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The effect of low-carbohydrate diet on glycemic control in patients with Type 2 Diabetes Mellitus

The effect of low-carbohydrate diet on glycemic control in patients with Type 2 Diabetes Mellitus

Wang, Li-Li, Wang, Qi, Hong, Yong, Ojo, Omorogieva ORCID: 0000-0003-0071-3652, Jiang, Qing, Hou, Yun-Ying, Huang, Yu-Hua and Wang, Xiao-Hua (2018) The effect of low-carbohydrate diet on glycemic control in patients with Type 2 Diabetes Mellitus. Nutrients, 10 (6):661. pp. 1-13. ISSN 2072-6643 (doi:https://doi.org/10.3390/nu10060661)

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Abstract

Objective:
In China, a low-fat diet (LFD) is mainly recommended to help improve blood glucose levels in patients with type 2 diabetes mellitus (T2DM). However, a low-carbohydrate diet (LCD) has been shown to be effective in improving blood glucose levels in America and England. A few studies, primarily randomized controlled trials, have been reported in China as well.

Method:
Firstly, we designed two ‘six-point formula’ methods, which met the requirements of LCD and LFD, respectively. Fifty-six T2DM patients were recruited and randomly allocated to the LCD group (n = 28) and the LFD group (n = 28). The LCD group received education about LCD’s six-point formula, while the LFD group received education about LFD’s six-point formula. The follow-up time was three months. The indicators for glycemic control and other metabolic parameters were collected and compared between the two groups.

Results:
Forty-nine patients completed the study. The proportions of calories from three macronutrients the patients consumed met the requirements of LCD and LFD. Compared to the LFD group, there was a greater decrease in HbA1c level in the LCD group (−0.63% vs. −0.31%, p < 0.05). The dosages of insulin and fasting blood glucoses (FBG) in the third month were lower than those at baseline in both groups. Compared with baseline values, body mass index (BMI) and total cholesterol (TC) in the LCD group were significantly reduced in the third month (p < 0.05); however, there were no statistically significant differences in the LFD group.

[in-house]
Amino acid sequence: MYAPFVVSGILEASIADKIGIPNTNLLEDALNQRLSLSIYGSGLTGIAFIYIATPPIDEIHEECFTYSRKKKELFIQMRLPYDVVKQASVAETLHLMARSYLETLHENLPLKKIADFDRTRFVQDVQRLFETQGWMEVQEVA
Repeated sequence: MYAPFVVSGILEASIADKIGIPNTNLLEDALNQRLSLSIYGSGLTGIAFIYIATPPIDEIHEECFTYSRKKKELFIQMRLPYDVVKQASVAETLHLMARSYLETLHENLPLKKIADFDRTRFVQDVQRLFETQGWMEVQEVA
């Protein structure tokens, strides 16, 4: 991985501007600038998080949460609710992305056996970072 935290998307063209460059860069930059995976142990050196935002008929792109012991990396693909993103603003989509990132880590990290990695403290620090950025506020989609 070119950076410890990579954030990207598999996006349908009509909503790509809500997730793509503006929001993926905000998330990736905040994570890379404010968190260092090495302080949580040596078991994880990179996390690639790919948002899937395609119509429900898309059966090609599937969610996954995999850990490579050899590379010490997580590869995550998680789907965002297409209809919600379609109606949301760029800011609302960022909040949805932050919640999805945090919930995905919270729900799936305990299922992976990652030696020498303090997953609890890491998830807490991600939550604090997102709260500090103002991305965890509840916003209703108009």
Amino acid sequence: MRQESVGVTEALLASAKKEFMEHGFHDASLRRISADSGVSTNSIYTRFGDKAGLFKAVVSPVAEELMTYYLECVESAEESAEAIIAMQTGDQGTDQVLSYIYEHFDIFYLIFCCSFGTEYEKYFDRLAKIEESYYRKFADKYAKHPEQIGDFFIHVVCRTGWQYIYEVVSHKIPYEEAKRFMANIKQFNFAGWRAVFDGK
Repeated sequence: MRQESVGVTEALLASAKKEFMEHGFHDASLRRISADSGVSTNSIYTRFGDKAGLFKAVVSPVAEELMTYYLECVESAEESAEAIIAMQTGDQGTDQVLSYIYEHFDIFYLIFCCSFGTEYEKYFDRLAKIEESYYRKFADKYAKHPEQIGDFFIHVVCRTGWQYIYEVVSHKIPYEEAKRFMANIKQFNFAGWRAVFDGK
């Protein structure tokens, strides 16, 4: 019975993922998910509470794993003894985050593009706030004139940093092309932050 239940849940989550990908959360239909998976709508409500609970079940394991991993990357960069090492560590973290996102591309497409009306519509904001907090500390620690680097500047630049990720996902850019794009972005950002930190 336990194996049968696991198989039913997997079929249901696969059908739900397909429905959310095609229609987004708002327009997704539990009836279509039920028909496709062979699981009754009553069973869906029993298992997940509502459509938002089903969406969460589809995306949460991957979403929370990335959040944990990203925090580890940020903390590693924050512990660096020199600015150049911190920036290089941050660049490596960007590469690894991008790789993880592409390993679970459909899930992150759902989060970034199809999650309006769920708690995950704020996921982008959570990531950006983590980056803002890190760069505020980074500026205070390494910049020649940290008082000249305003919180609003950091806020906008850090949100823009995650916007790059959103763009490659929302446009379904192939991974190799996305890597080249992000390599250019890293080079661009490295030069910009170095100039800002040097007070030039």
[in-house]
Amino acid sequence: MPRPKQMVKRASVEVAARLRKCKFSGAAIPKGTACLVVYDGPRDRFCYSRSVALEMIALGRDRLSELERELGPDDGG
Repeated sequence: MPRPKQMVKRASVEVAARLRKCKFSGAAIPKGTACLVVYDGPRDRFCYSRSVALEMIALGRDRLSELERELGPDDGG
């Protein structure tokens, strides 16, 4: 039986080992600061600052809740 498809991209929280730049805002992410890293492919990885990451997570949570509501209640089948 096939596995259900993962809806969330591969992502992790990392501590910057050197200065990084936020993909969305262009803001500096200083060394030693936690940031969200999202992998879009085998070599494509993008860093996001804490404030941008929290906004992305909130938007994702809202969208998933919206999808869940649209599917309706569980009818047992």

Conclusions:
LCD can improve blood glucose more than LFD in Chinese patients with T2DM. It can also regulate blood lipid, reduce BMI, and decrease insulin dose in patients with T2DM. In addition, the six-point formula is feasible, easily operable, and a practical educational diet for Chinese patients with T2DM.

Item Type: Article
Additional Information: This article belongs to the Special Issue 'Nutrition and Chronic Conditions' *** © 2018 by the authors. Licensee MDPI, Basel, Switzerland. This article is an open access article distributed under the terms and conditions of the Creative Commons Attribution (CC BY) license (http://creativecommons.org/licenses/by/4.0/).
Uncontrolled Keywords: diabetes mellitus; diet; carbohydrate; blood glucose; HbA1c; fasting blood glucose; postprandial blood glucose
Faculty / Department / Research Group: Faculty of Education & Health
Faculty of Education & Health > Department of Adult Nursing & Paramedic Science
Faculty of Education & Health > Health & Society Research Group
Last Modified: 17 May 2019 09:42
Selected for GREAT 2016: None
Selected for GREAT 2017: None
Selected for GREAT 2018: None
Selected for GREAT 2019: GREAT 1
URI: http://gala.gre.ac.uk/id/eprint/20348

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